Rios Montt. Photo: James Rodriguez.
As noted in previous Boing Boing posts, former Guatemalan dictator Efraín Rios Montt is on trial in Guatemala City this week, three decades after the army he presided over massacred Ixil Maya villages in the Central American country's highlands. Former G2 commander Jose Mauricio Rodriguez Sanchez is his co-defendant.
Ríos Montt, 86, was trained at the notorious US Army School of the Americas and was celebrated and supported by the Reagan administration as a law-and-order tough guy who promised to bring an end to "indiscriminate violence."
Under his regime, the country entered a new phase of bloodbath; the scope of which Guatemala had never before known. And at last, with this tribunal, a legacy of impunity and silence is challenged. Whether the outcome amounts to justice will be a matter of debate for generations to come. But one of the most notorious mass murderers in Guatemalan history is finally on trial.
Ríos Montt held a position in Guatemala's Congress until 2012, and was finally ordered to stand trial in January 2013 when a judge found that there was enough evidence to connect him to the murders of more than 1,700 Mayan people in the counterinsurgency campaign executed under his command.
Watch a live video stream here. Or listen to a live audio stream here.
Among the Twitter feeds I'd recommend following during the trial: @NISGUA_Guate and @PzPenVivo.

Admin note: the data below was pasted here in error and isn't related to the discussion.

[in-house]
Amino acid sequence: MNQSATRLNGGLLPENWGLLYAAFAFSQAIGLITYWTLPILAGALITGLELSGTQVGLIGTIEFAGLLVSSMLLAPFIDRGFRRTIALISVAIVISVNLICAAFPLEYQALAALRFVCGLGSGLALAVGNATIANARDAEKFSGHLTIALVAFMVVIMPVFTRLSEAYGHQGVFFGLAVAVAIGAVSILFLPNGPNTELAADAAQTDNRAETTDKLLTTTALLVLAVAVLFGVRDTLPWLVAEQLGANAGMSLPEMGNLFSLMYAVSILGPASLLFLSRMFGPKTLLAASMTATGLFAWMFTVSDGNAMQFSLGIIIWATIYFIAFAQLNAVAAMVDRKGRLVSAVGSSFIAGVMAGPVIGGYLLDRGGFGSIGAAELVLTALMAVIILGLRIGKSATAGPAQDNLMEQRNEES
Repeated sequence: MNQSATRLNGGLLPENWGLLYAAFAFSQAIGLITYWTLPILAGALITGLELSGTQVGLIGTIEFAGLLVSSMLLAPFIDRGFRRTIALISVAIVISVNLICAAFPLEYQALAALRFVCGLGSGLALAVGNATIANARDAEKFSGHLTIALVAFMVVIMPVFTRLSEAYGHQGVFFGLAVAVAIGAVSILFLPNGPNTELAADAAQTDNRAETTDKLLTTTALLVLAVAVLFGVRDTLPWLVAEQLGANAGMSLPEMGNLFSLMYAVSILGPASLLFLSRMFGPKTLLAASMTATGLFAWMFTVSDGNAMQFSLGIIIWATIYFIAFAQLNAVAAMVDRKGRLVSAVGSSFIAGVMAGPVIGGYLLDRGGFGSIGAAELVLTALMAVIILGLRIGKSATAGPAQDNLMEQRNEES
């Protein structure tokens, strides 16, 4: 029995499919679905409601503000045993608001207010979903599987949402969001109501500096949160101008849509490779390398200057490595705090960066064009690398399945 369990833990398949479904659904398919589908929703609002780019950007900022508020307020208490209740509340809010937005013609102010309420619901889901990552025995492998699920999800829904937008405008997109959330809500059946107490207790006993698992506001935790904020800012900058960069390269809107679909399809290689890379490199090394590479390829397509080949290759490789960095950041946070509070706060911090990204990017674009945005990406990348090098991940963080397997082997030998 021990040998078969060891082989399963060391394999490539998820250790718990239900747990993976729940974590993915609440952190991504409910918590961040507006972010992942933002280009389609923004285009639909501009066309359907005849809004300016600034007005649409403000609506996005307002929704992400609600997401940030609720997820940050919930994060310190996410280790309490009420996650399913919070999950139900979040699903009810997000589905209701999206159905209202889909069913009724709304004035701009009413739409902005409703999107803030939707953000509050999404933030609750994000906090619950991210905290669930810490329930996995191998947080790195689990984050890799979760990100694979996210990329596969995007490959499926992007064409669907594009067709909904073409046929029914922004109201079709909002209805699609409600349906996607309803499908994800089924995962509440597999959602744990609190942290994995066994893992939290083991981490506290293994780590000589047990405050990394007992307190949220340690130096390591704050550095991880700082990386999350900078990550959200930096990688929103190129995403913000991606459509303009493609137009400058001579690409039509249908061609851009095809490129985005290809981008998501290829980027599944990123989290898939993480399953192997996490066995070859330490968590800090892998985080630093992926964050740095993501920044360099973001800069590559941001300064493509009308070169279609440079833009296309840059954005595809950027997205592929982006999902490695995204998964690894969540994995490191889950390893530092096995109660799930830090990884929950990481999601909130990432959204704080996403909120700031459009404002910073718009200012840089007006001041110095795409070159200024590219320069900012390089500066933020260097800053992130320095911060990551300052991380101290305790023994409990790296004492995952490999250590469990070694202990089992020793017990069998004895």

At the time of this blog post, one of the prosecuting attorneys is asking the judge to allow for the entry of psychologists, to help the survivors who are testifying, and experiencing PTSD in the courtroom.
Rosalina Tuyuc, former congresswoman and founder of the National Coordination for Guatemalan Widows (CONAVIGUA). Photo: James Rodriguez.
In my latest podcast (MP3), I read my essay "A Cycle of Renewal, Broken: How Big Tech and Big Media Abuse Copyright Law to Slay Competition", published today on EFF's Deeplinks; it's the latest in my ongoing series of case-studies of "adversarial interoperability," where new services unseated the dominant companies by finding ways to plug […]
The DIY, duct-taped motorcycle was described as the “most unusual vehicle” Sgt. Stephen Andrews had ever seen in 26 tears of pulling over motorists. But he found that it was roadworthy, had passed its Ministry of Transport inspection, and that the driver had paid his taxes. So on its way it went. “This is certainly […]
New Hampshire's Supreme Court has ruled that calling someone a "patent troll" is not defamatory because "patent troll" is a statement of opinion and can neither be factually proved nor disproved.
Want to keep the dentist away? A little tooth care at morning and night isn’t bad, but it won’t keep the stains from smoking or fried foods at bay for long. If you enjoy your food and want to avoid the consequences, an upgrade from that old analog toothbrush can make a huge difference. Among […]
If your office works at all, it uses Microsoft Office. Those icons for Word, PowerPoint, and Outlook are as familiar around some workplaces as the coffee machine. So familiar, in fact, that they get taken for granted – and rarely used to their full potential. Whether you need a crash course in the essential tools […]
It’s a great time to be a maker. 3D printers are on store shelves for anyone to buy, and coder kits like Arduino and Raspberry Pi are letting kids as young as 9 or 10 dive into the Internet of Things. Here are a few examples of our favorite tech toys, all priced low enough […]